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Special Report Part 1: The History of Heroin

Updated: Tuesday, May 6 2014, 02:38 PM CDT

NATIONWIDE -- Hooked on Heroin. Tonight we begin a month long investigation into the heroin epidemic.

Every Monday in May we'll be digging into the causes and effects of this deadly drug in our community.

For our first report, Newschannel at Nine's Chris Vanocur spoke with someone who is very knowledgeable about the history of heroin in this state.

Sam Quinones is a Los Angeles Times reporter who's been writing about heroin for years. In fact, he's now writing a book about how Mexican black tar heroin makes its way into this country.

Ironically, Quinones tells us, "There wasn't much heroin in Columbus for many years. But then, in the late 90's, that changed. Starting in a little known area of Mexico, the state of Nayarit, the 'heroin highway' eventually made its way to central Ohio."

As Quinones explains it, "Guys from the state of Nayarit found Columbus to be an very interesting market, primarily because they had been a lot of pills there already."

Columbus quickly became a bit of a heroin hub. According to Quinones, the deadly drug took hold here because it could be delivered quickly, "There's anywhere from 7 to 9 to 10 crews out, heroin traffickers circulating - business hours 7 am to 7 pm, 7 days a week."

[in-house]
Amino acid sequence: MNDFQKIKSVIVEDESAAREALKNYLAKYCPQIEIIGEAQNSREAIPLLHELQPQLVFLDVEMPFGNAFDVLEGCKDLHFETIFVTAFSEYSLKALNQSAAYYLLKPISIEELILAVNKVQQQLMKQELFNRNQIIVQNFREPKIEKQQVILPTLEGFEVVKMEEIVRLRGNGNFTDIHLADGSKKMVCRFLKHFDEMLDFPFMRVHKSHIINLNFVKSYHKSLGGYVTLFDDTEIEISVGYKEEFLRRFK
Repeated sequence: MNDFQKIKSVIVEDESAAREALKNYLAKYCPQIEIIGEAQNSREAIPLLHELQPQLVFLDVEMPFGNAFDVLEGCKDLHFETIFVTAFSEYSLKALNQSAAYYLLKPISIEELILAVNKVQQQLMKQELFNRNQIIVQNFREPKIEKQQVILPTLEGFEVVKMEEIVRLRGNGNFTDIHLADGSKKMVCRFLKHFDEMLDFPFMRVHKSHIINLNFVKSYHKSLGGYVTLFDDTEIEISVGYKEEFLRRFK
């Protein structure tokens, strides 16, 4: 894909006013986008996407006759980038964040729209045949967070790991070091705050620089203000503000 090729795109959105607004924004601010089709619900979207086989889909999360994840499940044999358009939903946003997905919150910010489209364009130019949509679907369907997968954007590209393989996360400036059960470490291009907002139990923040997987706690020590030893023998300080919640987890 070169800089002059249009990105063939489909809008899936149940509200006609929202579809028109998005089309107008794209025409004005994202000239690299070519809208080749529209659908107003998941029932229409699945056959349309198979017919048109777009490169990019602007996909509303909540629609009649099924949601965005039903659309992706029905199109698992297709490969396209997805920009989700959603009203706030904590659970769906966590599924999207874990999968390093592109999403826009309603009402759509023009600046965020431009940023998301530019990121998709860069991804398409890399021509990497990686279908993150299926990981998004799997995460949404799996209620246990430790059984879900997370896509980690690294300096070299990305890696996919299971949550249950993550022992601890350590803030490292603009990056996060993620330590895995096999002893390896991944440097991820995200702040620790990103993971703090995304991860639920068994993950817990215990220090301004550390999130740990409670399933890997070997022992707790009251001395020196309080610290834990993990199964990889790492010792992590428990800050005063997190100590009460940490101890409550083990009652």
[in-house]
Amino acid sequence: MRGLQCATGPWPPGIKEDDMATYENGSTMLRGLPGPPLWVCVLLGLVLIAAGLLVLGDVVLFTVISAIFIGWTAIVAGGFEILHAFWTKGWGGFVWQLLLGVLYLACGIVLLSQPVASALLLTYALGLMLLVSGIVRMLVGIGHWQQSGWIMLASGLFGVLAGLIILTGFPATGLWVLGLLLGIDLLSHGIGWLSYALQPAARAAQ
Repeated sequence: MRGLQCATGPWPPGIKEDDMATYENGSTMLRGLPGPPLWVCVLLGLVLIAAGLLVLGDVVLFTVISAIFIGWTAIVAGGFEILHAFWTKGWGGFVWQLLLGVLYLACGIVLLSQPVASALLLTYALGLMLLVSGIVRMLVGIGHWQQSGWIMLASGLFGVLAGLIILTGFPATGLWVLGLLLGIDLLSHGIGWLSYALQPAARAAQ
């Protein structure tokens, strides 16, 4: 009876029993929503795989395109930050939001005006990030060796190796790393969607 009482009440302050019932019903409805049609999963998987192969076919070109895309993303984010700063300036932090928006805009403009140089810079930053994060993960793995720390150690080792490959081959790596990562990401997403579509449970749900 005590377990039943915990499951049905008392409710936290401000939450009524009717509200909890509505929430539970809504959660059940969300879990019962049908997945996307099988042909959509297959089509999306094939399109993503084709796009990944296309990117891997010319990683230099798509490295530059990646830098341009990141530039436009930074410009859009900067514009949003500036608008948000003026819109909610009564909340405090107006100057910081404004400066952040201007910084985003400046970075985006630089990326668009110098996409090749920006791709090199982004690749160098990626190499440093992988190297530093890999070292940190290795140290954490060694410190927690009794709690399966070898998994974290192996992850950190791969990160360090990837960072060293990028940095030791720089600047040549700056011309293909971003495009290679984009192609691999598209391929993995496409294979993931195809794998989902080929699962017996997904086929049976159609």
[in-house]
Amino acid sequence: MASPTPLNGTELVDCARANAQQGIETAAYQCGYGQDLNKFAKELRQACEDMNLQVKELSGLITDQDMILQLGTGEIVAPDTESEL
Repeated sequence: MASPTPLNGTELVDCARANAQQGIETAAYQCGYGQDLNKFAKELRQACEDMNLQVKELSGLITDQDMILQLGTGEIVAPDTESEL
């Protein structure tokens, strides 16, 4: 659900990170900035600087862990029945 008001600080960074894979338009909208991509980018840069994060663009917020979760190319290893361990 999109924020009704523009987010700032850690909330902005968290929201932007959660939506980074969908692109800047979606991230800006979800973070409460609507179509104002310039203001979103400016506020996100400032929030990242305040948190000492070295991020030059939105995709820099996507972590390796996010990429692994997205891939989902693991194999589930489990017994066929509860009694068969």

Also, he says, heroin can also be delivered conveniently, "You call up, they send you a driver, a driver meets you at a Burger King or a CVS pharmacy somewhere, you follow him down some side street and you make the deal in his car."

What's more, for an illegal and deadly business, Quinones says, dealers place a surprising emphasis on customer service. "They have been able to sell the idea that whatever you buy from us will always be a good quality. And if it's not good quality, we'll give you more for free."

Sam Quinones says the demand for heroin in central Ohio is enormous and self-sustaining. If a dealer or driver is arrested, another from Mexico is on the way.

As he puts it, "It's a system that continually reproduces. It's kind of a hydra-headed thing. You cut off the head and pretty soon it grows right back."

Special Report Part 1: The History of Heroin


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